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Showing posts from November, 2010

Beaded Star Ornament- Part 1 of the "Jolly Walk" Series

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My students have been asked to decorate a 10' tree for the "Jolly Walk" being held at our school on December 4. Because this is a community event, I of course said yes! But, then the enthusiasm turned to panic when I realized the logistics of what I was to take on: Make over 550 large ornaments that will be visually stunning with little or no budget. No problem!! After scanning the internet and brainstorming, I finally came up with some decent ornaments- and none required the use of uncooked macaroni glued to something. Bonus! Over the next few days, I will be featuring the ornaments that we have created to adorn this tree. BEADED STAR ORNAMENTS- GRADE ONE MATERIALS: lots and lots of beads, pipe cleaners or chenille stems (5 per student, plus some smaller scraps to connect segments), thin ribbon for hanging, nametags STEP 1: Have students thread the beads on to their pipe cleaners, leaving about an inch unbeaded on each end. Students need to put beads on fiv

Fingerprint Beads

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This is a quick lesson I did with my pre-K students. I found the general idea on the Dick Blick website. Because I had some leftover Sculpey polymer clay and some Pearl-Ex powder pigments, I decided this was the perfect lesson to try with them. MATERIALS: Sculpey polymer clay, Pearl-Ex powder pigments (you can get this at any craft store- although I have the large set, it is also sold in individual containers), 14 guage sculpture wire (I happened to have this lying around. Honestly, anything that you can use to make a hole in the center of the bead will work), something to string the beads on (we used stretchy cord), extra decorative beads STEP ONE: Have the kiddos play with the clay to soften it up and then roll each chunk into a ball. STEP TWO: "Spear" each ball on to the wire. I pre-cut 6" lengths of wire and had the kids push their clay balls on to the wire like a shishkabob. STEP THREE: Using Pearl-Ex powder pigments, the students dip their finger in and pre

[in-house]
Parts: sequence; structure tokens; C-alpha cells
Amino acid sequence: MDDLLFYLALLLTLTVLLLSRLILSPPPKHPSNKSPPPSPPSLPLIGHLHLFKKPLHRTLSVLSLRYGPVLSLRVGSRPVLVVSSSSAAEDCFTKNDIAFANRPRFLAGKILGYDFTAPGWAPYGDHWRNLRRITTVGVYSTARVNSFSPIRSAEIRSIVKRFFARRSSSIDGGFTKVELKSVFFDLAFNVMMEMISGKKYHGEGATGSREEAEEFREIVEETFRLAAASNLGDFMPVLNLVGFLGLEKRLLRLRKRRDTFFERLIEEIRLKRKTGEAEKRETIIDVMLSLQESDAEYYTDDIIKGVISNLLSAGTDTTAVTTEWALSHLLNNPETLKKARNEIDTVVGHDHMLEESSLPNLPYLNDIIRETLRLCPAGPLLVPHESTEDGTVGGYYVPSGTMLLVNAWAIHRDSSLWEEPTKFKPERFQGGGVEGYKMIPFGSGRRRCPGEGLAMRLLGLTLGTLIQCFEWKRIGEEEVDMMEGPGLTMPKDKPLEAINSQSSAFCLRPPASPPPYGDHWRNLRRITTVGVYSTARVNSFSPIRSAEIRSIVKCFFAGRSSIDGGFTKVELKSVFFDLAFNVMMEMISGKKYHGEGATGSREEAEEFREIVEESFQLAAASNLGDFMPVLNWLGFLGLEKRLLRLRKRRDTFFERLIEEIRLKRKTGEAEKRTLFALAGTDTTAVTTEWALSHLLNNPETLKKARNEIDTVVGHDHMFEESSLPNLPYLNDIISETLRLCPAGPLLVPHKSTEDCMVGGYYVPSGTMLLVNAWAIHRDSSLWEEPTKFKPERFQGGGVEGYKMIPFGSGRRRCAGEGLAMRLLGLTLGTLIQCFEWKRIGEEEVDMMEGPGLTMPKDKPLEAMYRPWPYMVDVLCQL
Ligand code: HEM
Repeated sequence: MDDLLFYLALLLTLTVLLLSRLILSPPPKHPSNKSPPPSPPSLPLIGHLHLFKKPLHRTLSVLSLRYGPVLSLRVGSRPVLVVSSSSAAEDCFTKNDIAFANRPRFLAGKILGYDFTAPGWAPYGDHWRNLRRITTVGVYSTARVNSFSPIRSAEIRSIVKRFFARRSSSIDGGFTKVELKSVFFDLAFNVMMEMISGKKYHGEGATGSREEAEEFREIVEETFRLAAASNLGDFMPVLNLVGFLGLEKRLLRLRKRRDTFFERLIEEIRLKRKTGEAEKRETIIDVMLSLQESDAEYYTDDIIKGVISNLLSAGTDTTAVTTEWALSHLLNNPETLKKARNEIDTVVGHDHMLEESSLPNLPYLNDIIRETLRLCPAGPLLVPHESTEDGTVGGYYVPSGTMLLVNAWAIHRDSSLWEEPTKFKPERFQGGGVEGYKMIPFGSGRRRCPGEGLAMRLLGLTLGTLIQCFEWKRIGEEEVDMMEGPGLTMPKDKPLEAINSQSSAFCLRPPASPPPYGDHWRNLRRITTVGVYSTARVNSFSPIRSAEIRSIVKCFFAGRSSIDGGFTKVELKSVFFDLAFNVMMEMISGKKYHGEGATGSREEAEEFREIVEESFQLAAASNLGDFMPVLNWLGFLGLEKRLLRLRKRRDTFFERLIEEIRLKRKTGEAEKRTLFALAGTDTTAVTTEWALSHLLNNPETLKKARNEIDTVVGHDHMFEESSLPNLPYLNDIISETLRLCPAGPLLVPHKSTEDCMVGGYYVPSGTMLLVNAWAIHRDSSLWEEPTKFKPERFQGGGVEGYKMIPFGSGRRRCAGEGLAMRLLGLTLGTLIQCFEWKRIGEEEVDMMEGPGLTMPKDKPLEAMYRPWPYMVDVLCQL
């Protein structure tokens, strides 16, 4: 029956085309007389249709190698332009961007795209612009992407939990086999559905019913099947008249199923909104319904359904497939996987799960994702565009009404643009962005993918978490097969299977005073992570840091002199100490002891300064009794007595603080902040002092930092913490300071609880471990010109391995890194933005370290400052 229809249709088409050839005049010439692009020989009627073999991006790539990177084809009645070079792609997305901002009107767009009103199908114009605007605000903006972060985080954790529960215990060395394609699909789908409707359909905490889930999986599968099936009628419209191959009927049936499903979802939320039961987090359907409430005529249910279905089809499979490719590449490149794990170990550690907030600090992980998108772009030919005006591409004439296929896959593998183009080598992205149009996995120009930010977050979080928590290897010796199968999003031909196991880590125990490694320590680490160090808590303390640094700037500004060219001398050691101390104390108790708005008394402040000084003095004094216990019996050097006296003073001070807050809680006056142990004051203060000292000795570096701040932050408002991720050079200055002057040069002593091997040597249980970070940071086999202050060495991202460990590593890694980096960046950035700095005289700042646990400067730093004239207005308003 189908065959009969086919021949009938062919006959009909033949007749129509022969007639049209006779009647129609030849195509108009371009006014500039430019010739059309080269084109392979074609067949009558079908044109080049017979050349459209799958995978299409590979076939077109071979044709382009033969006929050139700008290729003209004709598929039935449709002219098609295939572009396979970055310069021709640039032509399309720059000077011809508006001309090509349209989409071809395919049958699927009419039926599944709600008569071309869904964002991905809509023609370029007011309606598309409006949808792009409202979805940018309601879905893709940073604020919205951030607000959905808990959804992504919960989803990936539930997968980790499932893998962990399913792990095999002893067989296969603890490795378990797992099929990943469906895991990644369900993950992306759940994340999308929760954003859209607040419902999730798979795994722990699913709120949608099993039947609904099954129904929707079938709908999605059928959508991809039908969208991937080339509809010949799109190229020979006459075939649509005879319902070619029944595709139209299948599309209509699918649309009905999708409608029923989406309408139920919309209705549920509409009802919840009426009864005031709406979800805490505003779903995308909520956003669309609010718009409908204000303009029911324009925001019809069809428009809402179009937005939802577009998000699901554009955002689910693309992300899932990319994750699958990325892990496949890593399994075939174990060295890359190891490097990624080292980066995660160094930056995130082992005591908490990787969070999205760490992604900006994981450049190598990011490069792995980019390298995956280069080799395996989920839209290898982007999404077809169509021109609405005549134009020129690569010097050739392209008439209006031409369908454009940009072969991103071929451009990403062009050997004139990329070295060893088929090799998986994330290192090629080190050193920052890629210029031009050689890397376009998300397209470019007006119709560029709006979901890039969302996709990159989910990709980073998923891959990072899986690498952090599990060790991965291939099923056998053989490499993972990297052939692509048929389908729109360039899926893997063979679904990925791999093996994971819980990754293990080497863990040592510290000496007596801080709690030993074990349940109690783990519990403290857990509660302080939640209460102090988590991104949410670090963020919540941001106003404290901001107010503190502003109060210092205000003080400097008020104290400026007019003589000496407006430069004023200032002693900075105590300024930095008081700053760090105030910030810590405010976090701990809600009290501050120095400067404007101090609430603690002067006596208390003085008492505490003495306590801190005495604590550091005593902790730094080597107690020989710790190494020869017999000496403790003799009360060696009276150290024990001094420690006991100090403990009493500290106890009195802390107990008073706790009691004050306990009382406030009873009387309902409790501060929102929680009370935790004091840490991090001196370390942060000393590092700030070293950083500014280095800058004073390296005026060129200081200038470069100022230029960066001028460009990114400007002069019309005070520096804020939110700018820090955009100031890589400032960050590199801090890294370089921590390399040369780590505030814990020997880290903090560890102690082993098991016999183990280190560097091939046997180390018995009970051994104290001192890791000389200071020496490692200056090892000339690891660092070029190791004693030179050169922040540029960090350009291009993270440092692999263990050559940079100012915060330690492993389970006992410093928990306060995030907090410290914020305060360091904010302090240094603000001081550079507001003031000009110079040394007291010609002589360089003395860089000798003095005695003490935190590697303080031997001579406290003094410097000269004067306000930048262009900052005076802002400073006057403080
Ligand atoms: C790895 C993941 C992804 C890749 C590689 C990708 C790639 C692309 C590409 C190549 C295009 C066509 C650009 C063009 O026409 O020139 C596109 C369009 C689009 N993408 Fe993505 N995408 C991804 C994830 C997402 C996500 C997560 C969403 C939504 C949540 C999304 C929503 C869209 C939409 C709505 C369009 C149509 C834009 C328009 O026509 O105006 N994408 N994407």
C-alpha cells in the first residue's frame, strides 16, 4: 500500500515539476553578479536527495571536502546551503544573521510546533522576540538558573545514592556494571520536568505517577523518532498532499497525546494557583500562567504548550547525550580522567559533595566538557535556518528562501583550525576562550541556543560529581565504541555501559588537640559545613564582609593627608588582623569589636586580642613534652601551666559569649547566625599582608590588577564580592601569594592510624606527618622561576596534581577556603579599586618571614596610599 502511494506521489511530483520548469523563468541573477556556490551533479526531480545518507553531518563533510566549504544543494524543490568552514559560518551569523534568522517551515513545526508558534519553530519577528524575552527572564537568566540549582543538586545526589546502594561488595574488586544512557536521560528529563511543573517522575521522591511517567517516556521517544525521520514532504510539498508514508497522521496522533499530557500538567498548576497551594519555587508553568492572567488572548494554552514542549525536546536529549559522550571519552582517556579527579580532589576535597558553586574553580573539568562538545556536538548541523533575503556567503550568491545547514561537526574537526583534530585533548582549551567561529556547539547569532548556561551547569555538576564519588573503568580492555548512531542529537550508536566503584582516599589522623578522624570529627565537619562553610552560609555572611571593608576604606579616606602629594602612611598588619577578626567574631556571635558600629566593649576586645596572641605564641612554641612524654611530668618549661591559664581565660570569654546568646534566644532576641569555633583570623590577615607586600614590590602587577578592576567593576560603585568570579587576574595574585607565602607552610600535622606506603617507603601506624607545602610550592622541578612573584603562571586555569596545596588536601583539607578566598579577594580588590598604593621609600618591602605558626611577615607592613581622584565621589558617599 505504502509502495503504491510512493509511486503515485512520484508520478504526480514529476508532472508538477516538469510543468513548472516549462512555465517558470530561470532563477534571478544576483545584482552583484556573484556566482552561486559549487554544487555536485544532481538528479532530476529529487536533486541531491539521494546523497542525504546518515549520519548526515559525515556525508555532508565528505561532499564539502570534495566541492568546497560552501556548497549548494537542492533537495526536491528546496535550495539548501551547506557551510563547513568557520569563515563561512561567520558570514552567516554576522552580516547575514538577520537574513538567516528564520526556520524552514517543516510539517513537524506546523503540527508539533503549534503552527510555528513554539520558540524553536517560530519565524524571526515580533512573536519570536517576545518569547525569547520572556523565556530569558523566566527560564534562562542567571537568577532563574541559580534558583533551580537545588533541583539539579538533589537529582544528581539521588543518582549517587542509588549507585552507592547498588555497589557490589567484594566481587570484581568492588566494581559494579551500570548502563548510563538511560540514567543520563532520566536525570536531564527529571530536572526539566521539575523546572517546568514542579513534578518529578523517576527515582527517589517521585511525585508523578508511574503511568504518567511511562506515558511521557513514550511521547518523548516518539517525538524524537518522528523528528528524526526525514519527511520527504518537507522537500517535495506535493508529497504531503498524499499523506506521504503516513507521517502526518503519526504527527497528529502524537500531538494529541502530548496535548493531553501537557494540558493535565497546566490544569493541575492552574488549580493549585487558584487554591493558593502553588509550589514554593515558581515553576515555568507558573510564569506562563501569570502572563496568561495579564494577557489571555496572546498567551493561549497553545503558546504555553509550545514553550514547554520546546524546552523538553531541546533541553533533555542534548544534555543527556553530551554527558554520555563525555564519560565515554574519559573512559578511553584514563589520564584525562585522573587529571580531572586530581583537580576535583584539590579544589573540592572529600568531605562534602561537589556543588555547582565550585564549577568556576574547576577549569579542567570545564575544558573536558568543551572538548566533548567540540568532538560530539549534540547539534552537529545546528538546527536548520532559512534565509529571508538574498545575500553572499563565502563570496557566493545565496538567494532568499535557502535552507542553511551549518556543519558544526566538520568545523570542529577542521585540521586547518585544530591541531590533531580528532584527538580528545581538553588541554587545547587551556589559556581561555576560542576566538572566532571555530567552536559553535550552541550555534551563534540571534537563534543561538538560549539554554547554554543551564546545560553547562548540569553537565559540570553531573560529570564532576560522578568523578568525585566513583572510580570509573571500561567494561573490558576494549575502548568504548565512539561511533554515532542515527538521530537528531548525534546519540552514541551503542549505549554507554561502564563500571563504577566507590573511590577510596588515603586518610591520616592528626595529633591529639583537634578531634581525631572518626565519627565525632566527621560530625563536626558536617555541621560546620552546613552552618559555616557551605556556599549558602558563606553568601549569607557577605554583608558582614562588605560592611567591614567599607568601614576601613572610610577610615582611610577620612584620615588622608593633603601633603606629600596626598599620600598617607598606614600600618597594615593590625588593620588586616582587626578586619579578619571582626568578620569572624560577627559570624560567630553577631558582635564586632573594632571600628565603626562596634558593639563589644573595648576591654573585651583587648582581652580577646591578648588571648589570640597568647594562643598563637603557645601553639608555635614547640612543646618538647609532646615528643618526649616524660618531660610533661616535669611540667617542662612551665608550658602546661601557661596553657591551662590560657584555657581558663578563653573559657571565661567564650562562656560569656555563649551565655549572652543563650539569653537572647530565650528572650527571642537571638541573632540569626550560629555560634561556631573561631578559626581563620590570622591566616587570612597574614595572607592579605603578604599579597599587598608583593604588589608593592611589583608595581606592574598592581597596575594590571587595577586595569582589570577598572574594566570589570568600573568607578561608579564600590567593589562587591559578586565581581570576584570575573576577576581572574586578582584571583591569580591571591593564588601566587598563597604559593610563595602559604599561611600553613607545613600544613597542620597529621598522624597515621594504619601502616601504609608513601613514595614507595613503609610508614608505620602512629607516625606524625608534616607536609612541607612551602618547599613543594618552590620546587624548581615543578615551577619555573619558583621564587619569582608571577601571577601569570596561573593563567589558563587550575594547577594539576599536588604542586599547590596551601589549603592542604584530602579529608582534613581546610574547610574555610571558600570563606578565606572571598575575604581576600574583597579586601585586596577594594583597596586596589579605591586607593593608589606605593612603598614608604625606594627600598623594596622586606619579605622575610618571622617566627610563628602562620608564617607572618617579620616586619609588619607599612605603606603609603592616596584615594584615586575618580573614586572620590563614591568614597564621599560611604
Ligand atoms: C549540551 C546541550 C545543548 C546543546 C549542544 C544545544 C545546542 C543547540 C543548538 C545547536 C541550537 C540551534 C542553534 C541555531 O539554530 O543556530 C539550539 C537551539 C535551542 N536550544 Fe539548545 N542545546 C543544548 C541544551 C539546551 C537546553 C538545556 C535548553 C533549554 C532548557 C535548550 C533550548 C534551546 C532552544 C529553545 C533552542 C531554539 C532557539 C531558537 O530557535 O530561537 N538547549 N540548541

Busy, Busy, Busy...

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Where have I been? I have actually been working on my own artwork. I recently took orders for custom artwork (a new venture for me) and was overwhelmed by the response! Below are some of the paintings I have done so far. I will be posting more student work very soon!

Under The Harvest Moon

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This project was done with my first graders over a period of 4 classes. It is a great way to introduce VERTICAL, HORIZONTAL, & DIAGONAL lines. MATERIALS: 9" X 12" construction paper in variety of colors (for "crops"), tempera paint in various colors, large (stubby) brushes, 12" X 18" paper in a variety of "sky" colors, fun paper for moons, glue, scissors, wallpaper, yarn, burlap, glitter, popsicle sticks, fine line permanent marker, orange & pink markers, glue gun (for teacher use only) ENCOUNTER: Introduce directional lines- vertical, horizontal, and diagonal. I have the students use their arms in the air to show me the direction of each of these. Offer a variety of 9" X 12" paper for the students to create their "crops" from. Each student will need three pieces (I have them choose 3 different colors.) Offer a variety of colors for the students to use in painting their lines. I chose to use up these autu